Swainson’s Hawk

Buteo swainsoni
Range Map

The Swainson’s Hawk is a world class traveller, migrating between Argentina and the Western USA. Some birds will breed all the way to northern Yukon in Canada and northeastern Alaska. When they migrate, large groups will gather by the dozens or by hundreds, roosting overnight in some chosen grove. When the morning sun heats up, and thermals caused by rising warm air develop, the roosting birds launch into a slow circling formation and rise to great heights to begin their next step towards their winter or summer homes. Because the spectacle looks like an enormous boiling pot of water, people call this a kettle.

Early in the 2000s, when first I learned of these migration events, and the rabid birders who lusted to assemble at key locations called Hawk Watches, most folks sought passes in the mountains of along the Mexican border were the only places to gather to watch these and other birds of prey pass by. That changed when Hal Cohen, a passionate hawk watcher from the upper Midwest, moved to Borrego Springs (San Diego County, California) in 2001. There were no organised hawk watches there at the time, but Hal began his own recognisance regime. Two years later in 2003, he discovered a major flyway through the desert, and the local birding community received the benefit of witnessing our own kettles of annual migrating Swainson’s Hawks. In 2012 I attended one such specticle, and it was quite a show.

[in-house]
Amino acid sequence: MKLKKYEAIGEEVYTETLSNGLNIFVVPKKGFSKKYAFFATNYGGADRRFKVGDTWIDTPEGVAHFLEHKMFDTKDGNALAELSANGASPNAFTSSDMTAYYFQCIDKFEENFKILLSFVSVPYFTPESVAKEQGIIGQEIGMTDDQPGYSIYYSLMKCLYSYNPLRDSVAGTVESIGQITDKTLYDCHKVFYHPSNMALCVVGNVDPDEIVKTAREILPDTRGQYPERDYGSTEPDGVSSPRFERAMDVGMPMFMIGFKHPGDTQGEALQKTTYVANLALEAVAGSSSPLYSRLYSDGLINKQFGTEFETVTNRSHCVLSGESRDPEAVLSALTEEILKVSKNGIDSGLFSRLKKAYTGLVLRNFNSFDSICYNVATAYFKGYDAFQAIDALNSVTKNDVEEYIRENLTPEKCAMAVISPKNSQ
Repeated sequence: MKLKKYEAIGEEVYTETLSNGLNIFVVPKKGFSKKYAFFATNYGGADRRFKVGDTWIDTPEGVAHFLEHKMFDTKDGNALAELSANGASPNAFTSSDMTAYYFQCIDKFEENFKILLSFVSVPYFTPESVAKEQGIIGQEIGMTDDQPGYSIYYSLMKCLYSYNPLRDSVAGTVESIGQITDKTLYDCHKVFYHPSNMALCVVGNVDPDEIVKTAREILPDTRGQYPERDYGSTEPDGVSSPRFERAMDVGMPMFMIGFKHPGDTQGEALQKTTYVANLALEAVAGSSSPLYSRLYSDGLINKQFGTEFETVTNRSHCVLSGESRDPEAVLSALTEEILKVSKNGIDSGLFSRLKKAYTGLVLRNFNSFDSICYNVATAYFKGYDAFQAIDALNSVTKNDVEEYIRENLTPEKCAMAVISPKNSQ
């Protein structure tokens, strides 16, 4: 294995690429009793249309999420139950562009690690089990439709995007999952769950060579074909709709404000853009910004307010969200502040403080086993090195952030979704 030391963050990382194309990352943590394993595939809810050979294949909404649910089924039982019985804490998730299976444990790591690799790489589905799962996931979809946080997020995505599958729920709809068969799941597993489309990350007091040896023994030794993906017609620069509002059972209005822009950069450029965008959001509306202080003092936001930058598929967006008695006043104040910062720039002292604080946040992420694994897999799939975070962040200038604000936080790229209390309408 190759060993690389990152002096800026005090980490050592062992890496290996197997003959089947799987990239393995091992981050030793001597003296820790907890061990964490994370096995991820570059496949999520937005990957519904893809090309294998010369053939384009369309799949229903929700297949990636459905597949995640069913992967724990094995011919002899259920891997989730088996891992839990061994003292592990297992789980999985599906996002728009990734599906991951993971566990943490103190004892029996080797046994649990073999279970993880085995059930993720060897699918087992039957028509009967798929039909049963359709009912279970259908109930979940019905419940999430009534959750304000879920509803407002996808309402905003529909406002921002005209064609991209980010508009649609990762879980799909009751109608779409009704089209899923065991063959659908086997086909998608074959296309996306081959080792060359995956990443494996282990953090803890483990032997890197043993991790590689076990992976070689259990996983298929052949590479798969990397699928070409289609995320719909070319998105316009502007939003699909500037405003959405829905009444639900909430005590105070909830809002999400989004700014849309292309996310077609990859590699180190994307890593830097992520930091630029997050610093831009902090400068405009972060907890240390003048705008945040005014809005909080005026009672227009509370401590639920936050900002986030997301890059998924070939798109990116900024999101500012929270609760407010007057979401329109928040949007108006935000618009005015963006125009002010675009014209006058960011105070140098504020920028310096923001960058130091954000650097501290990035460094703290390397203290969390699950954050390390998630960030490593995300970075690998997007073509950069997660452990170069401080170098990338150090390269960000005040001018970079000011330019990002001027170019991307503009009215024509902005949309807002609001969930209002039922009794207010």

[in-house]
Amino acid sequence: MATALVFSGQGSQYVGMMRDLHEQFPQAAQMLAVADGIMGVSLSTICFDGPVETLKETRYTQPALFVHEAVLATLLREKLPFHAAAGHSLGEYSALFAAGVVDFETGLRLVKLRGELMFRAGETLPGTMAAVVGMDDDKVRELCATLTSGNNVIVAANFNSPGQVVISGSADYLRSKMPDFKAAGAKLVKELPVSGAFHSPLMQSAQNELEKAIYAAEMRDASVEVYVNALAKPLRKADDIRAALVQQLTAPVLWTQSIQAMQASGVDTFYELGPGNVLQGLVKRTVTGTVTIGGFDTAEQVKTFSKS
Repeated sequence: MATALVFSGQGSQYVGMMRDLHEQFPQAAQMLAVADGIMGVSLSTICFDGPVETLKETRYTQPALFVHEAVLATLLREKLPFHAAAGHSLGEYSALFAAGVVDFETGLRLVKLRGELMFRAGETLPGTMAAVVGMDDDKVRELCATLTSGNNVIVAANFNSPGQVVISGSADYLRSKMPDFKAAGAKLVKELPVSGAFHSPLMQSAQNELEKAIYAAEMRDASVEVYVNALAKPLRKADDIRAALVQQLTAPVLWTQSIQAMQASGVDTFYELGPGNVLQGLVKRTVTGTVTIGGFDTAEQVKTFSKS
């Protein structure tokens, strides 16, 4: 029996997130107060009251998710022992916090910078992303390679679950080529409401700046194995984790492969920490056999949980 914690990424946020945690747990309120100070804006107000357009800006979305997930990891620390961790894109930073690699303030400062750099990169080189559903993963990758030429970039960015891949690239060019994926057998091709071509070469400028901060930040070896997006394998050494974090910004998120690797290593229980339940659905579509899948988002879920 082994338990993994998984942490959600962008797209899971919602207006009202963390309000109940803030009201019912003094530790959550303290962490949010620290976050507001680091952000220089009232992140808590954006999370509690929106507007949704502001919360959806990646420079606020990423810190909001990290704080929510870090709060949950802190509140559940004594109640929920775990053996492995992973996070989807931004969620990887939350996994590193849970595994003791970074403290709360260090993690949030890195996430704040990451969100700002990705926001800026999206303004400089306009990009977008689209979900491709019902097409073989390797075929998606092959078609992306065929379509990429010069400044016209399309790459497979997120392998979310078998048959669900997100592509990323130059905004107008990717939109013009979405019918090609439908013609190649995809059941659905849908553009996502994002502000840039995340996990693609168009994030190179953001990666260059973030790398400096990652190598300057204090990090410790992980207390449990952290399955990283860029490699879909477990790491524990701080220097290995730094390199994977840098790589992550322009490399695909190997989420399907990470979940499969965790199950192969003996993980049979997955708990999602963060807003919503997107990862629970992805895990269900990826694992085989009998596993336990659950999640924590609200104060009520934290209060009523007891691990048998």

Today’s science regards the Swainson’s Hawk as monotypic (i.e. no subspecies).

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